Before I could leave for the Presidential Secretariat the President's wife, Mrs. Hema Premadasa rang the Sucharita residence from Kandy and anxiously inquired after the President and not knowing what to say, just to console her I said, ' Madame I think he is all right'

Then I hurried back to the Presidential Secretariat and to my surprise found a large group of media men both foreign and local gathered outside the office. As there was still no official confirmation as to what had happened to the President I accompanied by Anthony Fernando my long time friend and Senior Assistant Secretary (Information) in my office went back to Sucharitha and we found that the May Day procession was still proceeding towards the Galle Face Green.

As there was still no news of what had actually happened we returned to the Presidential secretariat where we learnt the grim truth officially for the first time. President Premadasa and all those who were around him at that moment had perished in the explosion. Had my daughter not telephoned me at that very moment making it necessary for me to leave the spot in order that I may hear her above the din, I would not be writing this article today.

As I walked down from the upper floor where Mr. D. B. Wijetunga was sworn in as the Acting President before the Chief Justice the telephone on my table rang and it was from the News Desk of the BBC who wanted to speak to me. I said that I was not in a mood to talk and asked them to ring me later. After few minutes the telephone rang again and I overheard the announcer in the midst of reading news and saying that they are now switching over to Sri Lanka and asked' Mr. Cooray can you confirm the story about the bomb explosion'?.

Not realising that my answers are being relayed all over the World live I gave a brief description of what really took place and about the death of the President. Thereafter I summoned both the local and foreign media men and held a brief Press Conference. The whole world learnt about the death of the President through the BBC news broadcast at intervals while the SLBC announced his death officially only in the afternoon.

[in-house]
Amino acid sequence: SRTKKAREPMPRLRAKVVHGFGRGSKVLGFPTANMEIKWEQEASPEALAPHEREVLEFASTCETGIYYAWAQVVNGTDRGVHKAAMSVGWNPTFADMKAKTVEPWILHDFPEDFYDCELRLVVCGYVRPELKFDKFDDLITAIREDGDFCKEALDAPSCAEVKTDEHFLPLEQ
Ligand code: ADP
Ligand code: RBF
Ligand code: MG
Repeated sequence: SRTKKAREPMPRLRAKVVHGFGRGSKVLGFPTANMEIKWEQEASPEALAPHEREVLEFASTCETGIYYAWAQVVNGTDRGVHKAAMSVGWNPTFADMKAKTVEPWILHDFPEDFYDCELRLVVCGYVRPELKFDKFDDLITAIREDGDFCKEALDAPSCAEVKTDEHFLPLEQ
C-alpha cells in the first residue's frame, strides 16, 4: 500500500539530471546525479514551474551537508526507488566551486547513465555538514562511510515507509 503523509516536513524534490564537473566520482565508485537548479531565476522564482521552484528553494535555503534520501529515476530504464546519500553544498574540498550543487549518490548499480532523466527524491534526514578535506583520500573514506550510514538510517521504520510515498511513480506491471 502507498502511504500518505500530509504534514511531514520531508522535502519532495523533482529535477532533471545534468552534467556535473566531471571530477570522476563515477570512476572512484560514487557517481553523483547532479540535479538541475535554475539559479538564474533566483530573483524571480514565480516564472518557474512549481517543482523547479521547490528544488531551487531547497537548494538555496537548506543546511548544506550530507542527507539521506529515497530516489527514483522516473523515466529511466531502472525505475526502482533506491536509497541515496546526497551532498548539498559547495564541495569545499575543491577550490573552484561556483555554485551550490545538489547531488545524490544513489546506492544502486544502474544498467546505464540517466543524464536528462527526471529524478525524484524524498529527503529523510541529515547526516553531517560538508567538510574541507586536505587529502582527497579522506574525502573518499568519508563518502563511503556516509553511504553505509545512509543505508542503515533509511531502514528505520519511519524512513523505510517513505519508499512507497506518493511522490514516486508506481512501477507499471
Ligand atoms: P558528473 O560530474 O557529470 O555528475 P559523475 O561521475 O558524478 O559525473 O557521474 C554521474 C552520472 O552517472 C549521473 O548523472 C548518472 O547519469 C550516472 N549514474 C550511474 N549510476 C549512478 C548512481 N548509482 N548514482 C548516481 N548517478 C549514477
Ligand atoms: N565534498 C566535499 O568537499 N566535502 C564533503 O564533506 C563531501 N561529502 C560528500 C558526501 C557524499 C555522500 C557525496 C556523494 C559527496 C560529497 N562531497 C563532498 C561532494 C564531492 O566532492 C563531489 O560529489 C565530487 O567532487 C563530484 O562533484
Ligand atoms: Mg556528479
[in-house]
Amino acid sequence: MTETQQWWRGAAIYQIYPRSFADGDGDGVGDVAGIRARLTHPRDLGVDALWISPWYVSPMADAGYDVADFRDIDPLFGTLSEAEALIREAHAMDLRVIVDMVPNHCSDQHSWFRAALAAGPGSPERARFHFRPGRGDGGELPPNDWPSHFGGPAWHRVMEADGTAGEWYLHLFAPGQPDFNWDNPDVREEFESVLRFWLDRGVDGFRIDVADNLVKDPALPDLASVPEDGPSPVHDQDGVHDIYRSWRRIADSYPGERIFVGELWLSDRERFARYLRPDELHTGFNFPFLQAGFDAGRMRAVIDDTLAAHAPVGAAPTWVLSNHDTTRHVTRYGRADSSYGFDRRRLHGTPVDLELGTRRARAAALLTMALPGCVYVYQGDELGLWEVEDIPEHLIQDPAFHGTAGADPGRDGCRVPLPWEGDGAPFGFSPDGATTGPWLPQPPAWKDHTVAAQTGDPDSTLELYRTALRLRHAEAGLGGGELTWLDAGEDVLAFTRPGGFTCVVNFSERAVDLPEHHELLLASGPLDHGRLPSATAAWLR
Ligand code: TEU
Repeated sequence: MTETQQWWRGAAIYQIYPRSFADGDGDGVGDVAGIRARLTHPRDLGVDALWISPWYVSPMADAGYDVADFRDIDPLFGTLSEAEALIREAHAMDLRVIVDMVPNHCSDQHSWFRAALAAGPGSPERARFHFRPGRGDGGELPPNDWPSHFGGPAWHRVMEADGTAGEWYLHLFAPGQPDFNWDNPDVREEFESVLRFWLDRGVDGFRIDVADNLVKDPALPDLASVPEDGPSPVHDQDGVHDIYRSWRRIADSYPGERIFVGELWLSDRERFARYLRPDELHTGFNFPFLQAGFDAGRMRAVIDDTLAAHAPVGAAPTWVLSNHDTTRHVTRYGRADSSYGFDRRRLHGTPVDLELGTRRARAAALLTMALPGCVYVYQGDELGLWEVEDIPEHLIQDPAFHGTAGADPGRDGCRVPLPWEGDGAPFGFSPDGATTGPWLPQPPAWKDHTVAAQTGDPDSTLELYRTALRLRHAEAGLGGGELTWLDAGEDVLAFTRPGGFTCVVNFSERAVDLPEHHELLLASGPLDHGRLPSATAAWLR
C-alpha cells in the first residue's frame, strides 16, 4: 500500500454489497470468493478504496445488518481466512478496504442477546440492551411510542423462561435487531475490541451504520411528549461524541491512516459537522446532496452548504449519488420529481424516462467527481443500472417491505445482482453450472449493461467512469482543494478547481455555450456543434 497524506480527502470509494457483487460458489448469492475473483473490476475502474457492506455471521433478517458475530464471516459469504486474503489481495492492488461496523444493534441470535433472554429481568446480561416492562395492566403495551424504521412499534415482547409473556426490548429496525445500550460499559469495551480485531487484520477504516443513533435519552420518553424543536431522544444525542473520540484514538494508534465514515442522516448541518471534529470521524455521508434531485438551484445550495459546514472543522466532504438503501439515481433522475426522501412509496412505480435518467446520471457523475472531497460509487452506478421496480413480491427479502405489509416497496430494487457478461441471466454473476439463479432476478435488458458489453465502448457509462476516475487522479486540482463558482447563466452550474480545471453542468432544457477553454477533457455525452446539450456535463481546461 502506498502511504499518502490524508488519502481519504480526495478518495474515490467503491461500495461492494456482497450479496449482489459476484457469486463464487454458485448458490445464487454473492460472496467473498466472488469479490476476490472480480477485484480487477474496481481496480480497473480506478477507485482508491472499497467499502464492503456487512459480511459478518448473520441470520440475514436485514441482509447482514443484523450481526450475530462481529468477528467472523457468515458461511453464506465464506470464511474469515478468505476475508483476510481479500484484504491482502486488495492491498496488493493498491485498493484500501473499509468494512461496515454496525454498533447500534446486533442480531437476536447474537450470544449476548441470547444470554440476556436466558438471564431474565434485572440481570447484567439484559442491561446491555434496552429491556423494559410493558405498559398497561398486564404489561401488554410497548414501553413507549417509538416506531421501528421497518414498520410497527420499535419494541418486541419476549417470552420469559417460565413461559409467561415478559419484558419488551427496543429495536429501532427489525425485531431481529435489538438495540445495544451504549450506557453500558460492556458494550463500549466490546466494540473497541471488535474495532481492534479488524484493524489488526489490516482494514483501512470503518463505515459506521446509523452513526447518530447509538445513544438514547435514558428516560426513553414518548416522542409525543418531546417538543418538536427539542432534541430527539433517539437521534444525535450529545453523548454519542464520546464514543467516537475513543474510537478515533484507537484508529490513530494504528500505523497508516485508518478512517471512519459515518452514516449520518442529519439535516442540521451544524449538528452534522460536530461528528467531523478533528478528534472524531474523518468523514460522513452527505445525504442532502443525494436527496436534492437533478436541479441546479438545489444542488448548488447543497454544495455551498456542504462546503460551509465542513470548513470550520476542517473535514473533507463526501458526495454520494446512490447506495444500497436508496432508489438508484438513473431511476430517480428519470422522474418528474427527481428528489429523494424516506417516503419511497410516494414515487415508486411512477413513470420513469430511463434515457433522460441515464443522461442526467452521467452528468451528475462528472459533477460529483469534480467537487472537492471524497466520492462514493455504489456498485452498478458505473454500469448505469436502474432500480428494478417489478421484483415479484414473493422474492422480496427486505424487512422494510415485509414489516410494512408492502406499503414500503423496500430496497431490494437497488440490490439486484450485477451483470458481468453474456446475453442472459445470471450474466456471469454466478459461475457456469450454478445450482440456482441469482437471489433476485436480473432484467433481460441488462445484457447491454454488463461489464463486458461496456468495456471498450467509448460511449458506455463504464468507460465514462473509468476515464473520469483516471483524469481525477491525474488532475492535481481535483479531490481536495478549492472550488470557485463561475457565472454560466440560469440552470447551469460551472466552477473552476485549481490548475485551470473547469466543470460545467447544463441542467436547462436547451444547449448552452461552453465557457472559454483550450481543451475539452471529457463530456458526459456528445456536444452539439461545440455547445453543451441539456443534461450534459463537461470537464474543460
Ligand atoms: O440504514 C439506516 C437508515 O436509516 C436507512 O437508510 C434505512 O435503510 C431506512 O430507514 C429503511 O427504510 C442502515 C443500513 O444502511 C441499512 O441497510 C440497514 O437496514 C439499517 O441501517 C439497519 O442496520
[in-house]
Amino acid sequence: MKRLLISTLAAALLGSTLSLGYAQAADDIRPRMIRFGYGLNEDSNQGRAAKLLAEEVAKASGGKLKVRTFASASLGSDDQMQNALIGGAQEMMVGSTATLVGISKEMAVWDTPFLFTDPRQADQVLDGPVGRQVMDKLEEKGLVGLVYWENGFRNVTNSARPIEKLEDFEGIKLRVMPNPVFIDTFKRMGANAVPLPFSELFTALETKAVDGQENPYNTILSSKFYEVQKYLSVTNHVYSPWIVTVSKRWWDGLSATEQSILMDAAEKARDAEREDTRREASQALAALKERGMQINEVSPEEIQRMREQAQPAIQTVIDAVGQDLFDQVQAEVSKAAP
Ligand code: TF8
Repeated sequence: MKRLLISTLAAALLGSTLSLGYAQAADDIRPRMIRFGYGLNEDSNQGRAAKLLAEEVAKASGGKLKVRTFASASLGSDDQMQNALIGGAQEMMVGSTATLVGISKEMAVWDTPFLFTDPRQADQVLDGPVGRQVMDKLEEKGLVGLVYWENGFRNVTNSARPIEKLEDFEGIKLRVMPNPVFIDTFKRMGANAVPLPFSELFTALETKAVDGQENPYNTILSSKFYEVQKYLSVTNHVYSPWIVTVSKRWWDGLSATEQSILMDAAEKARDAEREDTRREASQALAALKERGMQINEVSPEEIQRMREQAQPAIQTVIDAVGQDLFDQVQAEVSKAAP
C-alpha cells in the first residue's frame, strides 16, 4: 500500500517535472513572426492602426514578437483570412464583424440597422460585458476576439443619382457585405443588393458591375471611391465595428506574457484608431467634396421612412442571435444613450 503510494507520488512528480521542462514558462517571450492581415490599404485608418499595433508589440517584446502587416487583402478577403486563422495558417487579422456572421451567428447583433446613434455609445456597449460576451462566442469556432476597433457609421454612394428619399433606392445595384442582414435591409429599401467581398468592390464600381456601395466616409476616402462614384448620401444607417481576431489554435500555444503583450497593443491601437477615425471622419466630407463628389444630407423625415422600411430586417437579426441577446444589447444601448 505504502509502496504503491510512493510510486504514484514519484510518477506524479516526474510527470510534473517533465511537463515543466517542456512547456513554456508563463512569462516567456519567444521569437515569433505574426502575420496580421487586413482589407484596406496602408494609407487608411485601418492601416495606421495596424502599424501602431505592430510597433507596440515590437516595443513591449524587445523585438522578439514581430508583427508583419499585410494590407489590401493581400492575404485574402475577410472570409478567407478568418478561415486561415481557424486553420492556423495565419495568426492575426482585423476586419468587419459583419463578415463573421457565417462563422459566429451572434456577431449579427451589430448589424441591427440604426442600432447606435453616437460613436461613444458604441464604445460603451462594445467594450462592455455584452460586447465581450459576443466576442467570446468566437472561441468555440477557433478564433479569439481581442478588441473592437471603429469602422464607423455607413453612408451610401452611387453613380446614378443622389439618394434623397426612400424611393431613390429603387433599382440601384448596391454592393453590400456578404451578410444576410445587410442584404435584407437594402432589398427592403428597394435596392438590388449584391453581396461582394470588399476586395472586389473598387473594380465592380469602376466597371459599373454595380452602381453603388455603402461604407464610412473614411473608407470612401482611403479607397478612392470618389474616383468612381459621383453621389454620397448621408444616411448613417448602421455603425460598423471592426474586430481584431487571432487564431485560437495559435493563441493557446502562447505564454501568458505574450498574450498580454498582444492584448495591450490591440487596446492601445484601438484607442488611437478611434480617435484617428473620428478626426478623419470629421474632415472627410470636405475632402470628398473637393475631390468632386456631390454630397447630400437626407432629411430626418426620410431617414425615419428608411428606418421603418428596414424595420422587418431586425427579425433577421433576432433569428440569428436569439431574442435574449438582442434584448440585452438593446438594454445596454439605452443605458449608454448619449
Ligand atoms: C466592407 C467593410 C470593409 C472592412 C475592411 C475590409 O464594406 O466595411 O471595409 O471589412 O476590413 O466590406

On this occasion I will speak only about that fateful day's dreadful events. However, I am writing separately, as a book, the whole Ranasinghe Premadasa story, warts and all. For nine long years I have watched in silence, but with dismay and great pain, how the President Premadasa's name has been dragged in the mud. He had no peace even after his sad and untimely death and his political enemies continued to pursue him beyond his grave. There is no leader in the known history in Sri Lanka who has been reviled and denigrated as President Premadasa was.

While he was living his 200-garment factories project was the butt end of jokes and was roundly ridiculed as the 'jungi industry'. Today, just 10 years later, the garment industry is a US $ 2 billion enterprise, runs 890 factories, employs a million people and is the mainstay of the country's export economy. Not bad for a 'jungi industry' which is barely 12 years old.

It is nothing but right that President Premadasa should be judged on the basis of his many great talents, his great leadership qualities and his multifarious achievements. The village reawakening programme - Gam Udhava, Sevana Sarana, Foster Parents Scheme, providing free mid day meals to schoolchildren, Mobile Ministry Programme, etc are only a few of those programmes which helped the poor immensely.

Premadasa was a human dynamo. As long as he was President, the Public Services hummed with energy and activity. Not only public servants but Cabinet Ministers as well were constantly on their toes and under pressure to perform. There was no room for bystanders or idlers. Every Cabinet Minister, every Permanent Secretary and every Head of Department was accountable and had to show results. Every minute of every day was precious in his sight and punctuality and discipline were almost articles of religious importance for him.

Above all, what most distinguished President Premadasa from every leader before him or since, was his total and unequivocal commitment to the poor. Everything he did was directed at that one objective the upliftment of the poor. For him alleviating poverty was not just a matter of ideology and bias for the poor was not just a populist slogan as it generally is with politicians, but was for him his life's passion.

President Premadasa had in fact been assassinated long before that fateful day nine years ago. Some of his political enemies had character assassinated him many times over spreading all types of falsehoods against him. He was born to an ordinary family and lived most of his life despised by some who were rich and powerful. However, much as all that pained him grievously, he journeyed on, content that he was loved and venerated by those whom he was born to benefit, the poor and the downtrodden. Getting to the top of the country's political ladder was worse than merely climbing up the greasy pole, for he was always being pushed down from above.